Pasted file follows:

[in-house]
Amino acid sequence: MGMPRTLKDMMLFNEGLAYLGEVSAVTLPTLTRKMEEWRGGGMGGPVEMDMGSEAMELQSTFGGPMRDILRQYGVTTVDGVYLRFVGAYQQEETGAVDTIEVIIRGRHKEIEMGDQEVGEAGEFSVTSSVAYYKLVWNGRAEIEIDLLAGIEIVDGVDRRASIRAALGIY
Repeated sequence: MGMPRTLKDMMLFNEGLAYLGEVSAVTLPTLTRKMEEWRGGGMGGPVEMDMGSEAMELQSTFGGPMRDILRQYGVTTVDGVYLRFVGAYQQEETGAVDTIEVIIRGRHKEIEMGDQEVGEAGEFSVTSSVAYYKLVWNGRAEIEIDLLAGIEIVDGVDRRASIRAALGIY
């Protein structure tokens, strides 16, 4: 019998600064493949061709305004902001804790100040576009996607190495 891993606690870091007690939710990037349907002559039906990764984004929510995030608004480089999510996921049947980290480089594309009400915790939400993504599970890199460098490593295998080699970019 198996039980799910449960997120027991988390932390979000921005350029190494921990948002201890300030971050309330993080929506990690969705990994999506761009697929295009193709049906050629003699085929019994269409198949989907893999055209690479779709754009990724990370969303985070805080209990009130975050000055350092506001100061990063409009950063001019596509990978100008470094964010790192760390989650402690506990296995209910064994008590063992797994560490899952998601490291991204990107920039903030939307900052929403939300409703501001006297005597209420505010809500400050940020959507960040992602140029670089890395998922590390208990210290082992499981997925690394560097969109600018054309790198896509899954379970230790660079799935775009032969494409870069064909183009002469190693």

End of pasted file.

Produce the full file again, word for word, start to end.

[in-house]
Amino acid sequence: MGMPRTLKDMMLFNEGLAYLGEVSAVTLPTLTRKMEEWRGGGMGGPVEMDMGSEAMELQSTFGGPMRDILRQYGVTTVDGVYLRFVGAYQQEETGAVDTIEVIIRGRHKEIEMGDQEVGEAGEFSVTSSVAYYKLVWNGRAEIEIDLLAGIEIVDGVDRRASIRAALGIY
Repeated sequence: MGMPRTLKDMMLFNEGLAYLGEVSAVTLPTLTRKMEEWRGGGMGGPVEMDMGSEAMELQSTFGGPMRDILRQYGVTTVDGVYLRFVGAYQQEETGAVDTIEVIIRGRHKEIEMGDQEVGEAGEFSVTSSVAYYKLVWNGRAEIEIDLLAGIEIVDGVDRRASIRAALGIY
């Protein structure tokens, strides 16, 4: 019998600064493949061709305004902001804790100040576009996607190495 891993606690870091007690939710990037349907002559039906990764984004929510995030608004480089999510996921049947980290480089594309009400915790939400993504599970890199460098490593295998080699970019 198996039980799910449960997120027991988390932390979000921005350029190494921990948002201890300030971050309330993080929506990690969705990994999506761009697929295009193709049906050629003699085929019994269409198949989907893999055209690479779709754009990724990370969303985070805080209990009130975050000055350092506001100061990063409009950063001019596509990978100008470094964010790192760390989650402690506990296995209910064994008590063992797994560490899952998601490291991204990107920039903030939307900052929403939300409703501001006297005597209420505010809500400050940020959507960040992602140029670089890395998922590390208990210290082992499981997925690394560097969109600018054309790198896509899954379970230790660079799935775009032969494409870069064909183009002469190693």